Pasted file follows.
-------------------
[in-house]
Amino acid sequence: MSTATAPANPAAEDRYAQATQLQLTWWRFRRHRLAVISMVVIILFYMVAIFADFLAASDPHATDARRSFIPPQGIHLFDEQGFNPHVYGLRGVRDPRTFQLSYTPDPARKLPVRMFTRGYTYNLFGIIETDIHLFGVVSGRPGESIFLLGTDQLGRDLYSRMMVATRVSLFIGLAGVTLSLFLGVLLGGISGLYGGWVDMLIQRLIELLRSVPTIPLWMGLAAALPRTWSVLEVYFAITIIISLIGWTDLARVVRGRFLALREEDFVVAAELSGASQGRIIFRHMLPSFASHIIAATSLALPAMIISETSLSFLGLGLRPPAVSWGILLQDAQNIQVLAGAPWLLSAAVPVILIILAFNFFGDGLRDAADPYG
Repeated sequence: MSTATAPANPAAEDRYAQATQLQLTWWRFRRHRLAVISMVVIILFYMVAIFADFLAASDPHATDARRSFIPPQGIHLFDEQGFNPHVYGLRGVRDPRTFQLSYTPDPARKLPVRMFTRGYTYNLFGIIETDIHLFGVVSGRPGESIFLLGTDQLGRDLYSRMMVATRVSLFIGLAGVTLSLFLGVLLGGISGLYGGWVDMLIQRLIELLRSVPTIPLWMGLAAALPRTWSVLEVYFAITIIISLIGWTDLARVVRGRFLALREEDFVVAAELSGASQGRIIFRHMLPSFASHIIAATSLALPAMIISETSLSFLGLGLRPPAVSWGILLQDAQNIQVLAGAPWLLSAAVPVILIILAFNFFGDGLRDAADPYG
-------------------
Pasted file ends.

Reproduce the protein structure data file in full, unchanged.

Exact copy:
[in-house]
Amino acid sequence: MSTATAPANPAAEDRYAQATQLQLTWWRFRRHRLAVISMVVIILFYMVAIFADFLAASDPHATDARRSFIPPQGIHLFDEQGFNPHVYGLRGVRDPRTFQLSYTPDPARKLPVRMFTRGYTYNLFGIIETDIHLFGVVSGRPGESIFLLGTDQLGRDLYSRMMVATRVSLFIGLAGVTLSLFLGVLLGGISGLYGGWVDMLIQRLIELLRSVPTIPLWMGLAAALPRTWSVLEVYFAITIIISLIGWTDLARVVRGRFLALREEDFVVAAELSGASQGRIIFRHMLPSFASHIIAATSLALPAMIISETSLSFLGLGLRPPAVSWGILLQDAQNIQVLAGAPWLLSAAVPVILIILAFNFFGDGLRDAADPYG
Repeated sequence: MSTATAPANPAAEDRYAQATQLQLTWWRFRRHRLAVISMVVIILFYMVAIFADFLAASDPHATDARRSFIPPQGIHLFDEQGFNPHVYGLRGVRDPRTFQLSYTPDPARKLPVRMFTRGYTYNLFGIIETDIHLFGVVSGRPGESIFLLGTDQLGRDLYSRMMVATRVSLFIGLAGVTLSLFLGVLLGGISGLYGGWVDMLIQRLIELLRSVPTIPLWMGLAAALPRTWSVLEVYFAITIIISLIGWTDLARVVRGRFLALREEDFVVAAELSGASQGRIIFRHMLPSFASHIIAATSLALPAMIISETSLSFLGLGLRPPAVSWGILLQDAQNIQVLAGAPWLLSAAVPVILIILAFNFFGDGLRDAADPYG